Time to care for unpaid care work
An Oxfam study says unpaid work done by women across the globe accounts for USD 10 trillion a year – 43 times – the annual turnover of Apple Company’s.
Recently, Union Minister of Human Resource Development Prakash Javadekar said, “There is a large section of females who by choice don’t apply or don’t work. So, how will we classify that? Will we classify it as unemployment?” The statement clearly didn’t justify the already skewed share of women in the workforce which has fallen from 34.1 per cent in 1999-2000 to 24.2 per cent in 2011-12.
There are multiple issues that plague women’s participation in India which includes the sole responsibility for care of household and reproductive work on women, restrictions to their mobility, gender stereotyping of occupations among various issues.
In the words of American political activist Angela Davis, ‘women are generally responsible for the daily tedium of housework which is ‘invisible, repetitive, exhausting, unproductive and uncreative’.
While addressing a session at ‘International Conference for Making Non-Traditional Livelihoods Work for the Marginalised’, Mumbai-based feminist activist and researcher Dr. Nandita Shah, who is a recipient of Nari Shakti Award 2016 said, “Care is one of the biggest issues that doesn’t let women stay in the workforce.” Her statement is not ill-founded.
The World Bank’s statistics state that ‘women average 2.6 times as much time on unpaid care and domestic work as men do’.
“It also makes us question whether housework, majorly done by women across the world will ever be recognised and paid for.”
This is especially significant to be discussed in the wake of a recent Oxfam study saying that unpaid work done by women across the globe accounts for USD 10 trillion a year – 43 times – the annual turnover of Apple’s which is a leading company in terms of market value.
It also added that in India, the unpaid work done by women is worth 3.1 per cent of the country’s GDP with women spending 312 minutes per day in urban areas and 291 minutes per day in rural areas on such unpaid care work.
Delhi Post spoke to a few experts on how significant is unpaid care work by women in the era of multi-tasking, and what limits its economic viability.
Also read: Who cares for caregivers?
“Women’s economic empowerment help negotiate the power relation at home and help question the practices at home, and get out of violence,” said Poonam Kathuria, Director, SWATI that works with female victims of violence.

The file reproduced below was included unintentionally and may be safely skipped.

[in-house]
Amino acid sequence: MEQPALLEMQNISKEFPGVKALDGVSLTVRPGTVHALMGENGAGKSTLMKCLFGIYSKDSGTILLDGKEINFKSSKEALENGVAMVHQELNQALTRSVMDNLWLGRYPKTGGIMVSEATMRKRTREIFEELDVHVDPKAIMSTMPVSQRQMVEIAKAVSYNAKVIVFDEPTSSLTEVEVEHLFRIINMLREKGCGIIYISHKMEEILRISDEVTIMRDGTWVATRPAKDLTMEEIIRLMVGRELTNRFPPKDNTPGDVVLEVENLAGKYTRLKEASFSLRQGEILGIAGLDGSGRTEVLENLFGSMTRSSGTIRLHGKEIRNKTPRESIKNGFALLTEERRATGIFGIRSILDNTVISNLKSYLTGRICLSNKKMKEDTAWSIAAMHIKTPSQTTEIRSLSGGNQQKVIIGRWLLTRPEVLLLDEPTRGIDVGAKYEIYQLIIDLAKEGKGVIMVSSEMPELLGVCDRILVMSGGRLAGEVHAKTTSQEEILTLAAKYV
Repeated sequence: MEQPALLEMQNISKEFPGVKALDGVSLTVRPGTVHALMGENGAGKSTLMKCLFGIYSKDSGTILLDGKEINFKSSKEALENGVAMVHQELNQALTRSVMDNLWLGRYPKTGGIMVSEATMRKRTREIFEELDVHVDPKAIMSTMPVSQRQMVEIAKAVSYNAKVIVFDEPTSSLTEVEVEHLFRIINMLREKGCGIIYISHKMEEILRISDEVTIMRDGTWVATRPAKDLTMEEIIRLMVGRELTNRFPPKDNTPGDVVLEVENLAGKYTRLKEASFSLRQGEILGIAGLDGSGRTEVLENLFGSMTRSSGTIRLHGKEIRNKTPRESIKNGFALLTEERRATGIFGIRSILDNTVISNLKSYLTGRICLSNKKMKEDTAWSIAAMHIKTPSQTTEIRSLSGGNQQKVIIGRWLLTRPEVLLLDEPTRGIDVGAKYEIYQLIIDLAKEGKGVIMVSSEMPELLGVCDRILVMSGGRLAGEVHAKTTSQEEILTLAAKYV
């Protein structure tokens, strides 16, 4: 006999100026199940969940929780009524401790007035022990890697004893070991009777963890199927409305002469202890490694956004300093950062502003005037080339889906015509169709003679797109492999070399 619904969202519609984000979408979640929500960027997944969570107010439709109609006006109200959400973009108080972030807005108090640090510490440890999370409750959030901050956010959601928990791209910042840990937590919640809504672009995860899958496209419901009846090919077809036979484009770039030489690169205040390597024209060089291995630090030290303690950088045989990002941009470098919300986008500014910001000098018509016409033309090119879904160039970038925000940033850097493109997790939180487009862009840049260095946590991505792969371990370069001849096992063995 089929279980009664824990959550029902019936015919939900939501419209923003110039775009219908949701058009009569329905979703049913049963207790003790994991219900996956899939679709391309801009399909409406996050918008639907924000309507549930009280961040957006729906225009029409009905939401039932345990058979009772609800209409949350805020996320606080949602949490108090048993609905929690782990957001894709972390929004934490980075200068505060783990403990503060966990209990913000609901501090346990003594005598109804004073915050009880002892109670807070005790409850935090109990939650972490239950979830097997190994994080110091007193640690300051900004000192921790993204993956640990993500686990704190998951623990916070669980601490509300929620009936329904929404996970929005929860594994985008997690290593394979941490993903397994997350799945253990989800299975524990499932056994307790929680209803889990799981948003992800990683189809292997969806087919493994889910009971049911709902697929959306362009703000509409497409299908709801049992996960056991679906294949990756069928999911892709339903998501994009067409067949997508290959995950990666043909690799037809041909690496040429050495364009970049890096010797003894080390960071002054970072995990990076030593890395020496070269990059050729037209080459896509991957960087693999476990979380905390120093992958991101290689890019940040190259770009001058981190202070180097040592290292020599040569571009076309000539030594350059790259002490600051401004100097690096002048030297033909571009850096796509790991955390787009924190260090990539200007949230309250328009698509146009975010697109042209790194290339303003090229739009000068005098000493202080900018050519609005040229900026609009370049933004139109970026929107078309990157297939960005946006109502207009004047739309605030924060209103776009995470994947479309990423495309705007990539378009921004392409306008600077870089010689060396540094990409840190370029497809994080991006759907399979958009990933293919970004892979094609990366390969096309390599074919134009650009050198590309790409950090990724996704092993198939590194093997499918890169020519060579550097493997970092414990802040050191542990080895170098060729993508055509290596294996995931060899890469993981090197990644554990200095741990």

“We come from large traditional backgrounds but at the same time, we respect women’s traditional work. Most of it is unpaid. If men take over the jobs traditionally done by women, then men get paid better. When men taken over care giver’s role, then they are paid but not women,” said feminist activist Hope Chigudu who is also the co-founder of Zimbabwe Women’s Resource Centre and Network, based in the capital city of Harare.
She seems to make a point considering that according to the World Economic Forum, The Global Gender Gap Report 2017, women earn 62 per cent of what their male colleagues earn for performing the same work.
With 34 per cent gender pay gap, India stands at 108th rank on the World Economic Forum’s (WEF) Global Gender Gap Index of 2018 which is far below the global average, and lags behind neighbours China and Bangladesh.
“Globally, the labour force participation rate among prime working age women in the age group of 25-54 years stands at 63 per cent compared to 94 per cent among their male counterparts, according to UN Women statistics.”
“From a feminist perspective, it is not so much about respect as it is about breaking barriers. So that, we can break these patriarchal thoughts and get over it and do whatever we think we can do. It is about not sitting on the margins. It is not about despising what men do but how women have been treated by society,” Chigudu further told Delhi Post on the sidelines of the First ‘International Conference for Making Non-Traditional Livelihoods Work for the Marginalised’.
Even with skills training and education, women often encounter more barriers than men when it comes to rural, informal and traditional economies. According to experts, women’s productive potential “continues to be under-utilised due to the entrenched inequality against women” and the prevalence of gender-based segregations in the job market.
“We need to talk about unpaid care work, we need to talk about men as enablers, and the need for collectives so that women have the bargaining power and gain solidarity,” Amrita Gupta, Head of Research at Azad Foundation told Delhi Post.
Mohammed Ukasha working with NORSACC, an organisation in Ghana’s Northern Region which engages in community and policy-based work (in Sexual Rights and Reproductive Health, Gender and Governance, Livelihood and Entrepreneurial Development, and Education), expressed that there are gaps that need to be filled through community awareness and mobilisation.
“We conducted a research on gender job stereotyping among young people in 2013. It said that parents were influential in determining which job their child was to get into. Therefore, sensitising communities through mass awareness campaigns on radio etc can help the cause,” he said.
Though Chigudu isn’t hopeful of “unpaid work getting due recognition in the near future”, she said, “It will take a long time for care work to be paid, but (nevertheless) a struggle worth it.”